Photo: People.com

This story originally appeared on People.com by Julie Mazziotta.

Growing up as the "baby" of her family, Kisha Reid always got - and ate - whatever she wanted.

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"I overate all the time," Reid, now 36, tells PEOPLE for the 2019 Half Their Size issue. "Food was just a big part of my family. My heritage is Caribbean, and it's all about the rice and the meat and greasy foods that are good, but not good for you."

She remembers being a senior in high school and going with friends to the Miami Dade County Fair, only to have the trip end in embarrassment after one of the ride guardrails wouldn't lock over her body. But her unhealthy habits continued, and Reid hit her highest weight at age 22 after giving birth to her son.

"I started putting on a lot of weight during those first six months of his life because I wasn't really going out or doing anything," she says. "I was just home taking care of him and eating."

Photo: Kisha Reid

In those days, Reid would eat giant breakfasts each morning of eggs, toast, pancakes and bacon, and plenty of processed foods at lunch. She also loved going to fast food restaurants, and would order loaded nachos, tacos, cinnamon twists and a "big jug" of raspberry iced tea, all in one meal.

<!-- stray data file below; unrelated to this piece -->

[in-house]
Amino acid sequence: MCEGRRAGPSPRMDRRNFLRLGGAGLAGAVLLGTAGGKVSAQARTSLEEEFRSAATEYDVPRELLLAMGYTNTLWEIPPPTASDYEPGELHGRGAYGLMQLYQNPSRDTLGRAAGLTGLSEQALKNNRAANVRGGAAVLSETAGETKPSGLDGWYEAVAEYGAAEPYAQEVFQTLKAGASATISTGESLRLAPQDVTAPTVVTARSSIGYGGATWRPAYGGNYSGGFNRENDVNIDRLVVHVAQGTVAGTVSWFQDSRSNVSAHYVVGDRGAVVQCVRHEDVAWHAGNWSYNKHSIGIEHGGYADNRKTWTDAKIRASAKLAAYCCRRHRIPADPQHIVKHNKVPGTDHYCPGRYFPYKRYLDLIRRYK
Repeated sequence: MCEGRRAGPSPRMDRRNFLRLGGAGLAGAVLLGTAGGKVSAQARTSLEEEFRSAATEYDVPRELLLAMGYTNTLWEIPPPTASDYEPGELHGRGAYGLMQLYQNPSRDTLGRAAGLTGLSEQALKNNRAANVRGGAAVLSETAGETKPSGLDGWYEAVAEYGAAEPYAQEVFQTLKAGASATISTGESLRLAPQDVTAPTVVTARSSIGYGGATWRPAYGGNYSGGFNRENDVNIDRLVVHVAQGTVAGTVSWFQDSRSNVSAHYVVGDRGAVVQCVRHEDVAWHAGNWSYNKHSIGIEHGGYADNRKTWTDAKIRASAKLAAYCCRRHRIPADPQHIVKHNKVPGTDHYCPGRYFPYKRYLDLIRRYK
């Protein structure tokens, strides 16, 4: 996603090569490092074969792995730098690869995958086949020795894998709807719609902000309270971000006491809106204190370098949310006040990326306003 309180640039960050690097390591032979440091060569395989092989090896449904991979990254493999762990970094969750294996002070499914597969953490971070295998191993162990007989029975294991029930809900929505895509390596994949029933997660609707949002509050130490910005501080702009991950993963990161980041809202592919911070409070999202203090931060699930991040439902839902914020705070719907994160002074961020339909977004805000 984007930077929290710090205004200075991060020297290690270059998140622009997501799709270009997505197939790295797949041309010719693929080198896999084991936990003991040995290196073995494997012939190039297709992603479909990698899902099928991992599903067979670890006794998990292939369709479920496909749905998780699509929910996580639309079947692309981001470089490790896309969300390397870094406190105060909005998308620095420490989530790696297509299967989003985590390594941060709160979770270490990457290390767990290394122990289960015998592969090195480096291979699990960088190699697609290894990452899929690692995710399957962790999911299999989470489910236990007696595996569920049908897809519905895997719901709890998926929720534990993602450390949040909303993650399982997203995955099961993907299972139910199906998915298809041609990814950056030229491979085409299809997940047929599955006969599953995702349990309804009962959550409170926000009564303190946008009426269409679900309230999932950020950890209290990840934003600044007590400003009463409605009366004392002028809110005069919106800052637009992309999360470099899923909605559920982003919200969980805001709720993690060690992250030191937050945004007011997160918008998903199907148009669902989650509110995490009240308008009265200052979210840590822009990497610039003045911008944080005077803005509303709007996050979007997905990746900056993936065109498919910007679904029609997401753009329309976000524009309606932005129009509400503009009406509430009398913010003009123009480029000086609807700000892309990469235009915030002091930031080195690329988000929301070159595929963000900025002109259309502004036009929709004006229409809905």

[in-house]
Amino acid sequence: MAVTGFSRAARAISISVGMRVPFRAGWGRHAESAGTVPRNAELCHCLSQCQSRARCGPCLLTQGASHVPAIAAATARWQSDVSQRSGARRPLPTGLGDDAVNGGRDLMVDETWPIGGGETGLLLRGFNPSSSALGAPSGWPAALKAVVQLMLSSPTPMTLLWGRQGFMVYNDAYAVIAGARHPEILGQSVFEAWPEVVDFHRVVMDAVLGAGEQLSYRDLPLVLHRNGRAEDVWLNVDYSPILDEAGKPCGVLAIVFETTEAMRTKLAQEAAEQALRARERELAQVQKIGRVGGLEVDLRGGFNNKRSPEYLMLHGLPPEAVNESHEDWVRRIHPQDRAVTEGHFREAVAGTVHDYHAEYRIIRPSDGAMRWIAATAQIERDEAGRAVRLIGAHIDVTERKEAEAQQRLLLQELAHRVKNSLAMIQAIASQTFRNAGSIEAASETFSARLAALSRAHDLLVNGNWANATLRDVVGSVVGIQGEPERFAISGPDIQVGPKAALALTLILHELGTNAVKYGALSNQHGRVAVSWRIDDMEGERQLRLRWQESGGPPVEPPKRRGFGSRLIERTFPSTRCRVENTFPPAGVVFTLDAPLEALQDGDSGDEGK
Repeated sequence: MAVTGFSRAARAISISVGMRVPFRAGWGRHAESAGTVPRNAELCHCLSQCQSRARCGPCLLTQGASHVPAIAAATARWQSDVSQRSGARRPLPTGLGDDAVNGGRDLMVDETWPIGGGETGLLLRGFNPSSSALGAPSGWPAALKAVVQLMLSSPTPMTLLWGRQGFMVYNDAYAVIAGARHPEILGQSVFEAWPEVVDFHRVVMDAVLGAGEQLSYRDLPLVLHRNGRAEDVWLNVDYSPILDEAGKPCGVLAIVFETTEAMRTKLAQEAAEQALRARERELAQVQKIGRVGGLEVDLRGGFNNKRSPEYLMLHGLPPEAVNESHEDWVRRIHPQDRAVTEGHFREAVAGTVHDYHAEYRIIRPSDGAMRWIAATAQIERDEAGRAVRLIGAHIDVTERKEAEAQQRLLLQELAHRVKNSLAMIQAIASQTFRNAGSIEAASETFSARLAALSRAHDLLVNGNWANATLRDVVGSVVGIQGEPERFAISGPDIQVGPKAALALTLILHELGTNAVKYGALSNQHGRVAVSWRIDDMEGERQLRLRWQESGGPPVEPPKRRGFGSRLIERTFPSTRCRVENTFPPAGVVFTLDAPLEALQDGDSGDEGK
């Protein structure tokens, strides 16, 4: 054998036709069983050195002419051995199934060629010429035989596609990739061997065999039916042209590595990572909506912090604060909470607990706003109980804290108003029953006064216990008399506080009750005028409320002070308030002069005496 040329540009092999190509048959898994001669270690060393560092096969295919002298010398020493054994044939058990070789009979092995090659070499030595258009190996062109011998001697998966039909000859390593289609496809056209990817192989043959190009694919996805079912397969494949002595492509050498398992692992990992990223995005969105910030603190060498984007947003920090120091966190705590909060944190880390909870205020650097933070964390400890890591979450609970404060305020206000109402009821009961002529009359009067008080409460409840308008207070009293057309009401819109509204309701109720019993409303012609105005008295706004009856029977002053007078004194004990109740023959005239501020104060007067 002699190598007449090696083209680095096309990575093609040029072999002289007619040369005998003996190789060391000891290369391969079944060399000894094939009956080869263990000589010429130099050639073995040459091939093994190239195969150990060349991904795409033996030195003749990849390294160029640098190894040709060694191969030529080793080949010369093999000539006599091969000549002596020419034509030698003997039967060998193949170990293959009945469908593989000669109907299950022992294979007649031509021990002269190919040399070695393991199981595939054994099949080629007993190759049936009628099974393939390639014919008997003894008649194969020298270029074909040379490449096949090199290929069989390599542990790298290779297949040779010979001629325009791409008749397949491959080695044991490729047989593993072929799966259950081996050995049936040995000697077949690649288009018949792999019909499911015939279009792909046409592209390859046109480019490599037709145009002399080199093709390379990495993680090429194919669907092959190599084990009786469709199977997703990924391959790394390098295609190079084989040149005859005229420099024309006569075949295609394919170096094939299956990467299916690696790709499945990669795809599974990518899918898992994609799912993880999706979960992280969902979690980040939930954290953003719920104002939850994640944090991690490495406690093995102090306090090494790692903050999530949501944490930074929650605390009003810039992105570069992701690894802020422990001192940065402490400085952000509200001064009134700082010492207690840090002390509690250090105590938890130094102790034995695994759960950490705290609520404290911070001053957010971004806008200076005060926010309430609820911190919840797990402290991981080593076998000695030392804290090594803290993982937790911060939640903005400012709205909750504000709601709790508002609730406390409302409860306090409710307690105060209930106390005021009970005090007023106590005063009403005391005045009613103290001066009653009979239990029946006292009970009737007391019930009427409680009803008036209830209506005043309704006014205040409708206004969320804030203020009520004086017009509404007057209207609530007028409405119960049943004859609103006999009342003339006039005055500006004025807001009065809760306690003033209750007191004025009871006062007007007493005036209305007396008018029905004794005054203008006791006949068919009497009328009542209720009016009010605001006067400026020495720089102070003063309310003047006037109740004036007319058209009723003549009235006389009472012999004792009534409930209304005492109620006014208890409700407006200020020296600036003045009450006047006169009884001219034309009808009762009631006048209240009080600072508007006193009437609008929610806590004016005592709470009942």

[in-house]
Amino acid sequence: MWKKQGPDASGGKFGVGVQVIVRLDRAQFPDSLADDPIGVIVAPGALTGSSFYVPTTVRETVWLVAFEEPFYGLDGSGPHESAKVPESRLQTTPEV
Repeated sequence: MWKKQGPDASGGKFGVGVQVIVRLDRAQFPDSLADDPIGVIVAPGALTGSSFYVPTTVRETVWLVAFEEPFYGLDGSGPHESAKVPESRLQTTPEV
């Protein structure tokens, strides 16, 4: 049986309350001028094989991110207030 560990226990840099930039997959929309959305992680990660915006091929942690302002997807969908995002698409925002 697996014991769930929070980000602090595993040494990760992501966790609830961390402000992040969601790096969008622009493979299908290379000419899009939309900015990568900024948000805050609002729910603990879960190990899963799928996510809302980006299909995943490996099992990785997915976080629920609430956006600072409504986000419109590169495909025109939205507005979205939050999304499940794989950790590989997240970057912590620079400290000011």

After reaching 298 lbs. that year, Reid decided that she had to make a change for her son.

"I didn't want to be that parent that couldn't run and take their child to the park and play, and I just couldn't see myself being that way," she says. "And it scared me, it really did. Because it was that way when I was growing up. I couldn't be active as a child, and then as an adult I didn't want to go even further where I couldn't even play and be active with my child."

At her aunt's suggestion, Reid joined a diet program in 2006 that taught her proper portion sizes, and how to track of everything she ate.

"The weight came off slowly, but it came off, and I was still able to enjoy all the same foods that I love," she says. "It was like a win-win. So I stuck with it, even though it was a process. It came off slowly, and I hit plateaus, but I never put any of the weight back on because I just had that control."

After ten years on the program and daily walks outside, Reid had lost 100 lbs., but she wanted to "step it up a notch." She started researching vegan diets and slowly transitioned animal products out of her diet three years ago, plus she began working out at a gym and now does intermittent fasting.

Photo: Kat Borchart

"I feel so much lighter, so much more alive," Reid says of eating vegan. "I love food so much more now, and I don't need to put a lot of stuff on it to increase the flavors. I could literally sit and eat a whole bell pepper and it would be the most delicious thing ever."

Now another 53 lbs. down, she's also teaching her now-14-year-old son about eating plant-based foods, though she knows he still enjoys meat.

"Hopefully when he gets older he'll say, ‘Oh, my mom was right about that. Maybe I should eat more of this,' " she says with a laugh.

This article originally appeared on People.com

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